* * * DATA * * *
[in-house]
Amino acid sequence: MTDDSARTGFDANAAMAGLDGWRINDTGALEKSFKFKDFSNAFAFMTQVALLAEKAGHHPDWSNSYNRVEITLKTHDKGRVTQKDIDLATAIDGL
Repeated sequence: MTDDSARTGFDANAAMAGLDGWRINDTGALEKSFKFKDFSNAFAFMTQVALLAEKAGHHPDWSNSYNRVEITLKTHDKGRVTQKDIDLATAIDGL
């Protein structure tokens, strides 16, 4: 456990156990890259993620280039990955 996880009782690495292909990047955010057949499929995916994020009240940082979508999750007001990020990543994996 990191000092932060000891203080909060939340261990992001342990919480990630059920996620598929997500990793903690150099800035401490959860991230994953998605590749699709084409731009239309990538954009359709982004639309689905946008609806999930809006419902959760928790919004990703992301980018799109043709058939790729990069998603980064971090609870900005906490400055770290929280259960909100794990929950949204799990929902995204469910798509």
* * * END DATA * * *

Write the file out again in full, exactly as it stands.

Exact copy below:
[in-house]
Amino acid sequence: MTDDSARTGFDANAAMAGLDGWRINDTGALEKSFKFKDFSNAFAFMTQVALLAEKAGHHPDWSNSYNRVEITLKTHDKGRVTQKDIDLATAIDGL
Repeated sequence: MTDDSARTGFDANAAMAGLDGWRINDTGALEKSFKFKDFSNAFAFMTQVALLAEKAGHHPDWSNSYNRVEITLKTHDKGRVTQKDIDLATAIDGL
């Protein structure tokens, strides 16, 4: 456990156990890259993620280039990955 996880009782690495292909990047955010057949499929995916994020009240940082979508999750007001990020990543994996 990191000092932060000891203080909060939340261990992001342990919480990630059920996620598929997500990793903690150099800035401490959860991230994953998605590749699709084409731009239309990538954009359709982004639309689905946008609806999930809006419902959760928790919004990703992301980018799109043709058939790729990069998603980064971090609870900005906490400055770290929280259960909100794990929950949204799990929902995204469910798509």